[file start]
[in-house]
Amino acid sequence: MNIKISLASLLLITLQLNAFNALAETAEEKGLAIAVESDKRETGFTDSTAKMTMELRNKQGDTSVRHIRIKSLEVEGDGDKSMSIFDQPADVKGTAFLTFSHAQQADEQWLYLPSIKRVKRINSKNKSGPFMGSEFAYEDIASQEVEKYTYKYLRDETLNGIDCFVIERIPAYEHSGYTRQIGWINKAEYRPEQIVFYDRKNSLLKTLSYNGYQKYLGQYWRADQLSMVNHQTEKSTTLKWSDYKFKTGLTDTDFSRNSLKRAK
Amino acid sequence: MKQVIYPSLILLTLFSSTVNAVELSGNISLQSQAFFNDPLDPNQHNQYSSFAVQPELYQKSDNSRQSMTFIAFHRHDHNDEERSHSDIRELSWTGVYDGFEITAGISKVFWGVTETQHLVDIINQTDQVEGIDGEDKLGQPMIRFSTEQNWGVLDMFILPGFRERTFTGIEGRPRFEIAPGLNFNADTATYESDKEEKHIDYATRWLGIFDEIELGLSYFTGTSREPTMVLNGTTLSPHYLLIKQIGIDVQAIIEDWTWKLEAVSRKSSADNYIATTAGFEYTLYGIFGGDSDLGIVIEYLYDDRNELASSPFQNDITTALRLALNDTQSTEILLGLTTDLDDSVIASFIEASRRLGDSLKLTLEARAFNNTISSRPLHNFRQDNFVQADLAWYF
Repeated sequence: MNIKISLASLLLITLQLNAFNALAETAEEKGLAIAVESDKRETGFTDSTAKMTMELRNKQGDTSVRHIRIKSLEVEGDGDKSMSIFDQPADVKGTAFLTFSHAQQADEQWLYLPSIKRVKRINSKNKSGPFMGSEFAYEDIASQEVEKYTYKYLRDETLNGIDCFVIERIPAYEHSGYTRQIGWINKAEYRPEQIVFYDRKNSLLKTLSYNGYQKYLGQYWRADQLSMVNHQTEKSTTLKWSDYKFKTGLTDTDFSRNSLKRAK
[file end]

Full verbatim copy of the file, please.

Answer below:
[in-house]
Amino acid sequence: MNIKISLASLLLITLQLNAFNALAETAEEKGLAIAVESDKRETGFTDSTAKMTMELRNKQGDTSVRHIRIKSLEVEGDGDKSMSIFDQPADVKGTAFLTFSHAQQADEQWLYLPSIKRVKRINSKNKSGPFMGSEFAYEDIASQEVEKYTYKYLRDETLNGIDCFVIERIPAYEHSGYTRQIGWINKAEYRPEQIVFYDRKNSLLKTLSYNGYQKYLGQYWRADQLSMVNHQTEKSTTLKWSDYKFKTGLTDTDFSRNSLKRAK
Amino acid sequence: MKQVIYPSLILLTLFSSTVNAVELSGNISLQSQAFFNDPLDPNQHNQYSSFAVQPELYQKSDNSRQSMTFIAFHRHDHNDEERSHSDIRELSWTGVYDGFEITAGISKVFWGVTETQHLVDIINQTDQVEGIDGEDKLGQPMIRFSTEQNWGVLDMFILPGFRERTFTGIEGRPRFEIAPGLNFNADTATYESDKEEKHIDYATRWLGIFDEIELGLSYFTGTSREPTMVLNGTTLSPHYLLIKQIGIDVQAIIEDWTWKLEAVSRKSSADNYIATTAGFEYTLYGIFGGDSDLGIVIEYLYDDRNELASSPFQNDITTALRLALNDTQSTEILLGLTTDLDDSVIASFIEASRRLGDSLKLTLEARAFNNTISSRPLHNFRQDNFVQADLAWYF
Repeated sequence: MNIKISLASLLLITLQLNAFNALAETAEEKGLAIAVESDKRETGFTDSTAKMTMELRNKQGDTSVRHIRIKSLEVEGDGDKSMSIFDQPADVKGTAFLTFSHAQQADEQWLYLPSIKRVKRINSKNKSGPFMGSEFAYEDIASQEVEKYTYKYLRDETLNGIDCFVIERIPAYEHSGYTRQIGWINKAEYRPEQIVFYDRKNSLLKTLSYNGYQKYLGQYWRADQLSMVNHQTEKSTTLKWSDYKFKTGLTDTDFSRNSLKRAK